The History of Distant Hill
"Nature does not hurry, yet everything is accomplished." Lao Tzu
Building on the Past
In 1979, my wife Kathy and I bought 21 acres of land in southwestern New Hampshire. The property, on a knoll once known as Distant Hill, is located five miles from the Connecticut River, in the hills above the town of Walpole. We spent over ten years building our house and multiple outbuildings, along with a vegetable garden, a swimming pond and hundreds of feet of stonewalls. We planted dozens of Christmas tree seedlings and brought an abandoned eight acre sugarbush back into maple syrup production. Work in the woods, thinning trees for the health of the forest, takes place every winter. The first ornamental gardens were planted in 1990, in what was an old hay field belonging to the original farm. New gardens are still being created almost every year.
What started as a hobby, blossomed into a love for the land and for the beauty that can develop when humans and Nature join together. Distant Hill, a certified Tree Farm, now encompasses 58 contiguous acres, 37 acres in the town of Walpole, and 21 acres in the town of Alstead.
The Walpole Land
Once part of the Morrison Farm
In 1790, Samuel Morrison (b.1752 - d.1833) bought a 100 acre lot in the hills of Walpole, New Hampshire, on a knoll known as Distant Hill, for the sum of￡125. The Morrison family slowly transformed what was once wilderness into a homestead and farm. The property remained a working farm until about 1970, and was subdivided and sold in 1978.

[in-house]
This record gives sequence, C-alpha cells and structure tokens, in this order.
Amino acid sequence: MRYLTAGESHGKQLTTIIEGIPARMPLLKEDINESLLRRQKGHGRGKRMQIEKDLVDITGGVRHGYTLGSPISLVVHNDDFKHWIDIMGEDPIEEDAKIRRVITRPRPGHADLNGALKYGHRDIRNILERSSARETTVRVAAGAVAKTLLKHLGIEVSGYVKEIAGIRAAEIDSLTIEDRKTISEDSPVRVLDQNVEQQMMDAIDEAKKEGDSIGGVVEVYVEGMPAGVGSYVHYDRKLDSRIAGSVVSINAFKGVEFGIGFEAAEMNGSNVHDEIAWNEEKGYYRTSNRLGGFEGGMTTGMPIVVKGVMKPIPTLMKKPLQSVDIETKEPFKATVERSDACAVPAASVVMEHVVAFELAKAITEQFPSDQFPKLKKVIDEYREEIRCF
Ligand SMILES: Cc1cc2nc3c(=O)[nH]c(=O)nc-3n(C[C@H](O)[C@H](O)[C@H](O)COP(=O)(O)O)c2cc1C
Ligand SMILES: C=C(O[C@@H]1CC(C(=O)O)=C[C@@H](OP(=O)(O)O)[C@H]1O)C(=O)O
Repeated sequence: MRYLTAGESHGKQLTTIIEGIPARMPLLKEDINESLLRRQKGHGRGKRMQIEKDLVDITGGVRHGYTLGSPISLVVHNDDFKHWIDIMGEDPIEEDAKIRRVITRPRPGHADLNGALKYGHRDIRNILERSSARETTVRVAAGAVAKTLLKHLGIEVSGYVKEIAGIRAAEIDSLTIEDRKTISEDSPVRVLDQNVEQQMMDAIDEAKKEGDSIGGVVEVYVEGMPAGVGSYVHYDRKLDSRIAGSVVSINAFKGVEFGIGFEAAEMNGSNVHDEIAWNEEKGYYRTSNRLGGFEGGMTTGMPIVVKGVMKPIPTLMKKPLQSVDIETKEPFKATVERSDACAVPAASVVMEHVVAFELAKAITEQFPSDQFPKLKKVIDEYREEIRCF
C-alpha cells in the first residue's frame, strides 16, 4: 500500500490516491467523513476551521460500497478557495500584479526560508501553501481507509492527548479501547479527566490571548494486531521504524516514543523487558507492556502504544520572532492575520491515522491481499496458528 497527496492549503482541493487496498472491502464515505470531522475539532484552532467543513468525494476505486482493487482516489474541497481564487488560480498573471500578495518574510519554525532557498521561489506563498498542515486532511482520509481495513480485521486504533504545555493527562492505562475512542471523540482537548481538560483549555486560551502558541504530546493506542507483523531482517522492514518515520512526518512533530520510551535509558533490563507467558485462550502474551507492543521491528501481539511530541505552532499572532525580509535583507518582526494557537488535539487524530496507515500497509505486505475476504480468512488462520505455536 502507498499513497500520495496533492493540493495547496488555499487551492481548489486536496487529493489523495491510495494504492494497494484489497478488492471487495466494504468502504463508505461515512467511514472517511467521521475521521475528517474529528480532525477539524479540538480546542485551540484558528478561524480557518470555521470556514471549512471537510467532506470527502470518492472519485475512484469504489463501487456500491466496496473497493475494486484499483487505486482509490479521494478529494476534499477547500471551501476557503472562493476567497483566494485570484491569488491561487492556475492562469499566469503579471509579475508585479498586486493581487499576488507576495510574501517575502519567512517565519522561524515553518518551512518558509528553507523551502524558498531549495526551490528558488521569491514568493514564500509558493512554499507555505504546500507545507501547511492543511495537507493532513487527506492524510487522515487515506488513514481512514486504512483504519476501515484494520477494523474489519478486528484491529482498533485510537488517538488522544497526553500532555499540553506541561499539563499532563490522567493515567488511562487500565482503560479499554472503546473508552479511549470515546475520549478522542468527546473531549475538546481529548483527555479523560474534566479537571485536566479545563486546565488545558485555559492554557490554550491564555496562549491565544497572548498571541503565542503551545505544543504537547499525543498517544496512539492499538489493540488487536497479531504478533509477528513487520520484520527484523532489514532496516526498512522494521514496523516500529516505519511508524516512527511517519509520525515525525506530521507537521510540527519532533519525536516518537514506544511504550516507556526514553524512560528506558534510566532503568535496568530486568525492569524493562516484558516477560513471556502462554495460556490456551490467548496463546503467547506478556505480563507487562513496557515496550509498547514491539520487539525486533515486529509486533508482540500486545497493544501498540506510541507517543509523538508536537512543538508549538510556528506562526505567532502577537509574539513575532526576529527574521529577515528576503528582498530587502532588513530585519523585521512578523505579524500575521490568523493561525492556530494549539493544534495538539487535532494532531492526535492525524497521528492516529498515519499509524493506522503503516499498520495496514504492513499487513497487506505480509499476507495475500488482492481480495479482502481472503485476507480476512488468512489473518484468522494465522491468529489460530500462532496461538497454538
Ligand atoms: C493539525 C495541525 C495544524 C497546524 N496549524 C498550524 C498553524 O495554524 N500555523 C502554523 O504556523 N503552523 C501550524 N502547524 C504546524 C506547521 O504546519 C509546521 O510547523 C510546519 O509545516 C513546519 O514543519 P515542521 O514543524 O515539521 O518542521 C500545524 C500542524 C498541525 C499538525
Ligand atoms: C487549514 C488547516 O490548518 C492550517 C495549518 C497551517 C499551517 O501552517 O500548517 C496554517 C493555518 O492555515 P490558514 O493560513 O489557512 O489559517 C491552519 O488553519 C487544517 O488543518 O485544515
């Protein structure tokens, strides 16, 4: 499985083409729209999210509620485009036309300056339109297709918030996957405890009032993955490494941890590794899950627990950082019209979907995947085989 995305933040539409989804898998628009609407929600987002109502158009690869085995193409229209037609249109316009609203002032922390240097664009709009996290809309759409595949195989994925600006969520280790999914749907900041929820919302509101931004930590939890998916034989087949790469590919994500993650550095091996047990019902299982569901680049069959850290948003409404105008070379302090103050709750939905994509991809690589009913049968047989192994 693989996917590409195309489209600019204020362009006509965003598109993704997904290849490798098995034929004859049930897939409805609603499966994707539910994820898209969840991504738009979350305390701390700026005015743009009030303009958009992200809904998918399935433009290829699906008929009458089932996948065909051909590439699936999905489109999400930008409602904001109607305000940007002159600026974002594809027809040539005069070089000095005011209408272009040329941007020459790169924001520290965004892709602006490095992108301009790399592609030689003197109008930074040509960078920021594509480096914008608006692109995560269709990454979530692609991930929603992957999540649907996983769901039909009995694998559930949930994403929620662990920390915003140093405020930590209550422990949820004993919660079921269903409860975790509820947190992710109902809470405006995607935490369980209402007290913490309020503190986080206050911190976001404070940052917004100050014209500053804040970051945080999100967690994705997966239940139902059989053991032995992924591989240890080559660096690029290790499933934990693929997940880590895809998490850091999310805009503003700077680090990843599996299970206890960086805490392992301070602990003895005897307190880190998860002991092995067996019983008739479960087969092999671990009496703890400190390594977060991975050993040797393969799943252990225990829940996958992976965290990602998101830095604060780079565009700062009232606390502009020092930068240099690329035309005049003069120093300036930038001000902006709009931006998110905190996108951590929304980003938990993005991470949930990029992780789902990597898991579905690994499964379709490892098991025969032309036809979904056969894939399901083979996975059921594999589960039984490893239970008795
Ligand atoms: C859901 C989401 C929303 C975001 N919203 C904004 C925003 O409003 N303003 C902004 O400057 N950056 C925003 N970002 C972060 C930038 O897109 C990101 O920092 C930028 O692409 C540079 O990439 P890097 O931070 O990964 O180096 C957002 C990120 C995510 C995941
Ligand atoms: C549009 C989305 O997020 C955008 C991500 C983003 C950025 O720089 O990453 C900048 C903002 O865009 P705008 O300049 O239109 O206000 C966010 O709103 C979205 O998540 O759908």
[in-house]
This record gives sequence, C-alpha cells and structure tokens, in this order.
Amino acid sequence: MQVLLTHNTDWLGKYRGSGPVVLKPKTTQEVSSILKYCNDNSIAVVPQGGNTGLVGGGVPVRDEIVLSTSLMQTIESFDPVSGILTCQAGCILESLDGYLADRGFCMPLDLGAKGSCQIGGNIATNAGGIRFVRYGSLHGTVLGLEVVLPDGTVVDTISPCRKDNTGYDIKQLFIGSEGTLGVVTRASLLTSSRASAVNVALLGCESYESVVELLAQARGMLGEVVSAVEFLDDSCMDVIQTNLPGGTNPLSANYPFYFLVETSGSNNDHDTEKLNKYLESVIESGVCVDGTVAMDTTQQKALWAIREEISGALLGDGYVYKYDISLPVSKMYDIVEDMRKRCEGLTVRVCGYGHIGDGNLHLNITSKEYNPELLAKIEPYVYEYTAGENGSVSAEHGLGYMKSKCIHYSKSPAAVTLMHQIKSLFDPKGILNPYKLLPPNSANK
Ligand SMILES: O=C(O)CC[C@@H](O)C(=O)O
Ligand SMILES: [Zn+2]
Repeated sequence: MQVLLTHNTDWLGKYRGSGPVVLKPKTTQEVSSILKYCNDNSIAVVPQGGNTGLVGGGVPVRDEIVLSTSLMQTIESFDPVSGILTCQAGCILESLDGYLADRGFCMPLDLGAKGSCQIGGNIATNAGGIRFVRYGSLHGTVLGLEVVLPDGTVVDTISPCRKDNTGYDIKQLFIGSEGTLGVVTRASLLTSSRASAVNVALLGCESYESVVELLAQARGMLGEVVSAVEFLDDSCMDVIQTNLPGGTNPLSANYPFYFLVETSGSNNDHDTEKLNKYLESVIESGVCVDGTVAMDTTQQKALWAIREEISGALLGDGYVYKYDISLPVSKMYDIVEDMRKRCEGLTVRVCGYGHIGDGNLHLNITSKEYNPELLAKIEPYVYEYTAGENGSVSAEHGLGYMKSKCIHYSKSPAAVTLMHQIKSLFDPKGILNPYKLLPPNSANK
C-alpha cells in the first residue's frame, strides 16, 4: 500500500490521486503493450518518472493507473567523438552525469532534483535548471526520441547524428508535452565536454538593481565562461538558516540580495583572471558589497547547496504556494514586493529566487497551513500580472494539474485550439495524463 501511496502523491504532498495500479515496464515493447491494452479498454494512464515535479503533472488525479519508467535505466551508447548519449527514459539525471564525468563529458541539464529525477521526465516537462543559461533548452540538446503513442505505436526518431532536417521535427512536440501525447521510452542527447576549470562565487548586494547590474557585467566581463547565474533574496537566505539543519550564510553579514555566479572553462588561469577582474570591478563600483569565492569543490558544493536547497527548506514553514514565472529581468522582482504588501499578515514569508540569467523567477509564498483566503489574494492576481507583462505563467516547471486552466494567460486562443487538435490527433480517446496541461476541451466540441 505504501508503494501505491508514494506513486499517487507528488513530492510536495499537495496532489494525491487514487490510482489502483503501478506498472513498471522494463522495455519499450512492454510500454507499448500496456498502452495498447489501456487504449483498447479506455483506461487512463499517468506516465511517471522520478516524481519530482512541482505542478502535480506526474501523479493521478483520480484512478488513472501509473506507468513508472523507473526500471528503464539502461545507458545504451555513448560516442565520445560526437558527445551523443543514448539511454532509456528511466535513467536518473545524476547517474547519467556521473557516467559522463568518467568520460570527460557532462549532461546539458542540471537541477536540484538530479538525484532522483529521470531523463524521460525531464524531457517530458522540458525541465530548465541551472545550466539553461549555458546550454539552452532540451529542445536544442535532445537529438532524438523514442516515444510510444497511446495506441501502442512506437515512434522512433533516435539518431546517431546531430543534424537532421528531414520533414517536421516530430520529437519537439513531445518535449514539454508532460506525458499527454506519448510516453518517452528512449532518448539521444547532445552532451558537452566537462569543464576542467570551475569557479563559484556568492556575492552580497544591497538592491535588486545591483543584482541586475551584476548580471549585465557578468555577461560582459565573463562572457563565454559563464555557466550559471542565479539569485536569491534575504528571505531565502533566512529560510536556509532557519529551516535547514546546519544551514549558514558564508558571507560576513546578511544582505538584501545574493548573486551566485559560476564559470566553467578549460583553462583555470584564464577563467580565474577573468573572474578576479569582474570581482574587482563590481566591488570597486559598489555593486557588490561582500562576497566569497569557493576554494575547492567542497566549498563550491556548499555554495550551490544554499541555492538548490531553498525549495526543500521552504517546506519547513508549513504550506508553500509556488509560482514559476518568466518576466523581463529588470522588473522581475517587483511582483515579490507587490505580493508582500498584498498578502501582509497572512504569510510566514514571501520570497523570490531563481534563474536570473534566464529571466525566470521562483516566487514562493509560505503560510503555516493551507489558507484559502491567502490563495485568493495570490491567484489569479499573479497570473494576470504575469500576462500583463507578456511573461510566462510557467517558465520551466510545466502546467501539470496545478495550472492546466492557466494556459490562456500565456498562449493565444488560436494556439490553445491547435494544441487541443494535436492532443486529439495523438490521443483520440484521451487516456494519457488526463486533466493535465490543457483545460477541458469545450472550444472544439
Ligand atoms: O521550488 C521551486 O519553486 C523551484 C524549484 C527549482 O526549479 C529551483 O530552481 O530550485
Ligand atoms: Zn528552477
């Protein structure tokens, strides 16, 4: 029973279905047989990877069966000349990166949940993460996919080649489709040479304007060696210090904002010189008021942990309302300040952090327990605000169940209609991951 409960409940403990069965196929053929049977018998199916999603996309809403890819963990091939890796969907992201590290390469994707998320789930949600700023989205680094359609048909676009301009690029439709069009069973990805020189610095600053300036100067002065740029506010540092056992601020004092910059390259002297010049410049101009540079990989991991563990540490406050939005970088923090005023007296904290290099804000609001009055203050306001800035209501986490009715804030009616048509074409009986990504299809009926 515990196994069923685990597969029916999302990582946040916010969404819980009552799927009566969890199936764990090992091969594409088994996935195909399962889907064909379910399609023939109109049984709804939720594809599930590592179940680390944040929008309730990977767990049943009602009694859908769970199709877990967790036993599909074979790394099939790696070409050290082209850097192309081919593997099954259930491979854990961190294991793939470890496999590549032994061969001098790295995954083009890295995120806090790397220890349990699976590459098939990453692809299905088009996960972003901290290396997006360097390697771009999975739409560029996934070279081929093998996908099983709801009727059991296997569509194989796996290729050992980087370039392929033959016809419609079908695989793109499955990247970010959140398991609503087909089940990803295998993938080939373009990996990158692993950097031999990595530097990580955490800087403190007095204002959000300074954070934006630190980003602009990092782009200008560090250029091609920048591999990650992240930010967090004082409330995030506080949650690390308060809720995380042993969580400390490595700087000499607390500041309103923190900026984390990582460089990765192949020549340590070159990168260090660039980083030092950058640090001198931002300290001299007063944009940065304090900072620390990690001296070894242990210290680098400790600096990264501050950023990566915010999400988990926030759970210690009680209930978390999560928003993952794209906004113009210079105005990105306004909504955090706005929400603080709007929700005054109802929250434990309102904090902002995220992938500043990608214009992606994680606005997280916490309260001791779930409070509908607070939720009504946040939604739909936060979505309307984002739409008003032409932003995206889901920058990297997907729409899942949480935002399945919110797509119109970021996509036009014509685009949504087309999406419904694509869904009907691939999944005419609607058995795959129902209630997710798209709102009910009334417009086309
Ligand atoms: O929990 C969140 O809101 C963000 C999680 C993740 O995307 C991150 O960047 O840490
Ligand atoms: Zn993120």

Distant Hill Gardens contains the Morrison's old sugarbush (sugar maple orchard), 4 acres of cleared pasture, and 25 acres of woodland from the original farm. The old farm house, built circa 1793, is still standing just south of the gardens on March Hill Road.
The Alstead Land
Once part of the Slade Farm
In 1773, Samuel Slade bought one of the original lots in Alstead, New Hampshire. The entire town had been divided into equal sized rectangular lots in 1763; most of the lots were “250 rods long and 160 rods wide, a total of 250 acres ...exclusive of highways”.
This 250 acre piece included the 21 acres of forest land which is now the eastern part of Distant Hill Gardens.
Many of the first farms in this part of New Hampshire were in the rocky hills outside of the towns. Although the soils were much better in the valleys, many settlers feared the 'bad air' (malaria), which they felt was more prevalent at the lower elevations.